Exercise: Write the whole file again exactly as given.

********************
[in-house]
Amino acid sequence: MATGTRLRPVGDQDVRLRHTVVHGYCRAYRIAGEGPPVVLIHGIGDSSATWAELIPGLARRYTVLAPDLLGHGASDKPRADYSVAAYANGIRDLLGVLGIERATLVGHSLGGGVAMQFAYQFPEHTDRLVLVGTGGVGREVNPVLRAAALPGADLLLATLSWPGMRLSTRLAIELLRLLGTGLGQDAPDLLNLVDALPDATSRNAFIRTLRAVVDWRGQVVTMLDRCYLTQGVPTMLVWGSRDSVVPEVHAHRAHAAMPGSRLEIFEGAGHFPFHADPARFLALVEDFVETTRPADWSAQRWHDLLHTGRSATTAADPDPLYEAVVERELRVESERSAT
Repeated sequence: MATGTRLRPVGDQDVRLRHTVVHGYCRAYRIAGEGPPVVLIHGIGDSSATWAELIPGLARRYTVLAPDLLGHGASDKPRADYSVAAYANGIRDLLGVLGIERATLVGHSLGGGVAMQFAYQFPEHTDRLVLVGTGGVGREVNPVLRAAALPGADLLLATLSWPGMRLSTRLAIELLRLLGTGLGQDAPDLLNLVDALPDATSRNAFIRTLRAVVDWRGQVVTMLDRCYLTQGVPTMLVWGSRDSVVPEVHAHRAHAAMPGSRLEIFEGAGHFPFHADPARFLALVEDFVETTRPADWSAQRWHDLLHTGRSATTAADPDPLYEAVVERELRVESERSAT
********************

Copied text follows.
[in-house]
Amino acid sequence: MATGTRLRPVGDQDVRLRHTVVHGYCRAYRIAGEGPPVVLIHGIGDSSATWAELIPGLARRYTVLAPDLLGHGASDKPRADYSVAAYANGIRDLLGVLGIERATLVGHSLGGGVAMQFAYQFPEHTDRLVLVGTGGVGREVNPVLRAAALPGADLLLATLSWPGMRLSTRLAIELLRLLGTGLGQDAPDLLNLVDALPDATSRNAFIRTLRAVVDWRGQVVTMLDRCYLTQGVPTMLVWGSRDSVVPEVHAHRAHAAMPGSRLEIFEGAGHFPFHADPARFLALVEDFVETTRPADWSAQRWHDLLHTGRSATTAADPDPLYEAVVERELRVESERSAT
Repeated sequence: MATGTRLRPVGDQDVRLRHTVVHGYCRAYRIAGEGPPVVLIHGIGDSSATWAELIPGLARRYTVLAPDLLGHGASDKPRADYSVAAYANGIRDLLGVLGIERATLVGHSLGGGVAMQFAYQFPEHTDRLVLVGTGGVGREVNPVLRAAALPGADLLLATLSWPGMRLSTRLAIELLRLLGTGLGQDAPDLLNLVDALPDATSRNAFIRTLRAVVDWRGQVVTMLDRCYLTQGVPTMLVWGSRDSVVPEVHAHRAHAAMPGSRLEIFEGAGHFPFHADPARFLALVEDFVETTRPADWSAQRWHDLLHTGRSATTAADPDPLYEAVVERELRVESERSAT